Senator Kay Hagan (D., N.C.) has come under fire in recent weeks over stimulus funding that directly benefitted businesses owned by her husband and son. The Carolina Journal reports new details that could cause further headaches for Hagan, whose lead in the polls has started to fade:
REIDSVILLE — JDC Manufacturing, a company co-owned by Democratic U.S. Sen. Kay Hagan’s husband Charles "Chip" Hagan, lowered the total cost of a 2010 stimulus-funded energy project but kept all of the savings, sending none back to taxpayers who had funded the stimulus grant.
The company’s original application stated the total project would cost $438,627, and said JDC would contribute "leveraged funds" amounting to $187,983, or 43 percent of the total. As the project reached completion, however, JDC revised the total budget downward by $114,519 and applied all the savings to its share, keeping all the taxpayer funding.
Also, JDC’s decision to hire Solardyne/Green State Power, a separate company co-owned by Chip Hagan and the Hagans’ son Tilden, to install a portion of the stimulus-funded energy project at the JDC building appears to violate a conflict-of-interest provision that was included as part of the original application for the stimulus grant.
That's a neat little trick to keep in mind. You know, the next time your wife is a senator and Congress has just passed an $800 billion stimulus package. According to financial disclosure forms, the Hagans' income from JDC Manufacturing jumped from almost nothing in 2008 to roughly $134,000 in 2013. Hagan praised the passage of the stimulus bill as a victory for "working families" over "special interests."
Carolina Journal notes that JDC included a copy of its conflict of interest policy as part of its stimulus application. It reads:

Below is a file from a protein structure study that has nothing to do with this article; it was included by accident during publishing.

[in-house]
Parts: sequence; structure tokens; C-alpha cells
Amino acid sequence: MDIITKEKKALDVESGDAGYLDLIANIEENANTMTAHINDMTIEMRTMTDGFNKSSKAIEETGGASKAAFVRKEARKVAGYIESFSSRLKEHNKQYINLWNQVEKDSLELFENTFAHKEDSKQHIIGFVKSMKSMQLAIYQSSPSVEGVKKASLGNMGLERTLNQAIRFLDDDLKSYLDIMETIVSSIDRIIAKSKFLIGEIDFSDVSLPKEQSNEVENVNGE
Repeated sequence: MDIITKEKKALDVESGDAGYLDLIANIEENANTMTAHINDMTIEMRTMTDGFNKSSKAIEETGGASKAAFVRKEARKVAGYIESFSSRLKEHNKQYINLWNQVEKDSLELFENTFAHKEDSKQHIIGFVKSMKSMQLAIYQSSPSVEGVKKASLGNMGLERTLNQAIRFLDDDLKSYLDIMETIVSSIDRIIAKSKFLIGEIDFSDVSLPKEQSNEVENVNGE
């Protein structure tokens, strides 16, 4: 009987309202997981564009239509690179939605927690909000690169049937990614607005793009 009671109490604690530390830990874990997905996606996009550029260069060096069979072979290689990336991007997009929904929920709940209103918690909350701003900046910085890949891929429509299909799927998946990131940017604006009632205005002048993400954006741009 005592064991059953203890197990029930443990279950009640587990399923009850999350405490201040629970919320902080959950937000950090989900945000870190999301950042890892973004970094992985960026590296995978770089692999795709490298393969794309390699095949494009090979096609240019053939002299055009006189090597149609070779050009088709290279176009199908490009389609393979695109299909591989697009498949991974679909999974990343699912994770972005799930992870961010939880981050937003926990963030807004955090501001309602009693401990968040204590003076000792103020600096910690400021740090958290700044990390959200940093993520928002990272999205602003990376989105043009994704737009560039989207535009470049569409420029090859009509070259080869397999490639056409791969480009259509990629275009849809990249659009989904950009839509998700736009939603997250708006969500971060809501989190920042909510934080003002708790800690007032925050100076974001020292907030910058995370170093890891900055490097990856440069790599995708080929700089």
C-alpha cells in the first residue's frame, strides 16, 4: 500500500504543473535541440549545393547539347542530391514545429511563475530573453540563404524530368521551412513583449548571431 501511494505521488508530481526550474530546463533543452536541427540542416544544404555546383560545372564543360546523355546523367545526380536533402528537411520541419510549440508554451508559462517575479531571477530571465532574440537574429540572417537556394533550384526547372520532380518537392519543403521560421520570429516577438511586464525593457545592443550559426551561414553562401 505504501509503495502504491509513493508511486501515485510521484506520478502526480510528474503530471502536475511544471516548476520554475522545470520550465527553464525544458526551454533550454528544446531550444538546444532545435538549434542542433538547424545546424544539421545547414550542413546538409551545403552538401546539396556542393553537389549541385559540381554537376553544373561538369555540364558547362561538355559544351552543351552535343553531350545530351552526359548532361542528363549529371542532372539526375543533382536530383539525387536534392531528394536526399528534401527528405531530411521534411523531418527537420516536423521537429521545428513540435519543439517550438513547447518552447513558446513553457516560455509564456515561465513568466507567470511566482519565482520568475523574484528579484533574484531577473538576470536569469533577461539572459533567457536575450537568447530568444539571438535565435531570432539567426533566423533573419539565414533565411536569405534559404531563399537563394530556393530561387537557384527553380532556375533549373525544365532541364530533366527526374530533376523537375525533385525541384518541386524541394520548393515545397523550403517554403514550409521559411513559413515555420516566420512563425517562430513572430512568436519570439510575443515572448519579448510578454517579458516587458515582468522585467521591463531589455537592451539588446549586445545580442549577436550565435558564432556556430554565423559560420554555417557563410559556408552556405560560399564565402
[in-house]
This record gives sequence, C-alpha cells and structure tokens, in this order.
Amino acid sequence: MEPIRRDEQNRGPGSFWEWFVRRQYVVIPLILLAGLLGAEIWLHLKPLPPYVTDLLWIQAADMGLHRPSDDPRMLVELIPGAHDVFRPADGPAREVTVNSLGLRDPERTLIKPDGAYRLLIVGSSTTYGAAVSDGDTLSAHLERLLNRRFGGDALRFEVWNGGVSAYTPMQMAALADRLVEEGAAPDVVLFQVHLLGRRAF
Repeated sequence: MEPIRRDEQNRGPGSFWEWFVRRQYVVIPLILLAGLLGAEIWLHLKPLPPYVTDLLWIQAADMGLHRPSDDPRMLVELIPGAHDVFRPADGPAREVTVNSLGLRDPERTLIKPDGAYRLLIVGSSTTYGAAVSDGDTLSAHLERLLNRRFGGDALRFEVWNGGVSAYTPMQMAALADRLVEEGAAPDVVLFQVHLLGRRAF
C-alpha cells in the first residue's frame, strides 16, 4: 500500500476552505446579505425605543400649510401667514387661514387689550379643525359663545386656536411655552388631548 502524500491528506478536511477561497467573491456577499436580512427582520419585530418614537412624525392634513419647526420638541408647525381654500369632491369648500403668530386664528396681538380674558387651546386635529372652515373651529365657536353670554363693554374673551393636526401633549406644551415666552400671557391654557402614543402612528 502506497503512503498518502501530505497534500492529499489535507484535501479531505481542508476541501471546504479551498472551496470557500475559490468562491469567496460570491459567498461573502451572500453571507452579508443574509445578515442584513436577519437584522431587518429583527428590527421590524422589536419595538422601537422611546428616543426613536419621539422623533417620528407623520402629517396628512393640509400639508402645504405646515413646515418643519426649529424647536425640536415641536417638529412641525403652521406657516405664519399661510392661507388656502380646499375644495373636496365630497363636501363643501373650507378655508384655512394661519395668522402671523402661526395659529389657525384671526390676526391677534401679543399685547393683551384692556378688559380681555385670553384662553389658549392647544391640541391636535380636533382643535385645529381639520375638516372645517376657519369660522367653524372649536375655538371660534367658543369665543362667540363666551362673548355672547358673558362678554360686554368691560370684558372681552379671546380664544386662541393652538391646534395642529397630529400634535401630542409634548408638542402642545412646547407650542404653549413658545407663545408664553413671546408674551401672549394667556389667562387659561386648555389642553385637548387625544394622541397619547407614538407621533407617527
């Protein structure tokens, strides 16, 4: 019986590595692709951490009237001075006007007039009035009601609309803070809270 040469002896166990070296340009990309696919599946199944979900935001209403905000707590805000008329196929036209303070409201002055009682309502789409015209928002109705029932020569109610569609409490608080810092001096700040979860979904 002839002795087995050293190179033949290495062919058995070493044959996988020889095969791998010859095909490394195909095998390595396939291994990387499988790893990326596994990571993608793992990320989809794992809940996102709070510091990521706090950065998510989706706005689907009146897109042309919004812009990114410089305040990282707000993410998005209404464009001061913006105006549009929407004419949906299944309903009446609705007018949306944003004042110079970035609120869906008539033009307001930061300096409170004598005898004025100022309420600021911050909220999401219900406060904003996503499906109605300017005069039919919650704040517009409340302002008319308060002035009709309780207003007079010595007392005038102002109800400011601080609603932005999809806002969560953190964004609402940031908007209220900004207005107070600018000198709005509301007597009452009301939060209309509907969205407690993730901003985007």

A conflict of interest occurs when an employee/board member has a direct or fiduciary interest in another relationship. Employees are to avoid any conflict of interest, even the appearance of a conflict of interest. The appearance of a conflict of interest can cause embarrassment to the company, jeopardizing the credibility of the company. Any conflict of interest, potential conflict of interest, or the appearance of a conflict of interest should be reported to your supervisor immediately.
JDC appears to have disregarded its own policy when it hired Green State Power (formerly known as Solardyne) to install solar panels as part of the taxpayer-funded project. The company, which formed at the same time as JDC was applying for taxpayer funding, was managed by the Hagans’ son, Tilden, and William Stewart, who became their son-in-law in 2011. Both were paid for their work on the JDC project, which was Solardyne’s first ever job as a company. Despite JDC’s pledge to hold an "open bid process" for the solar panel installation, there does not appear to be any record that one actually took place.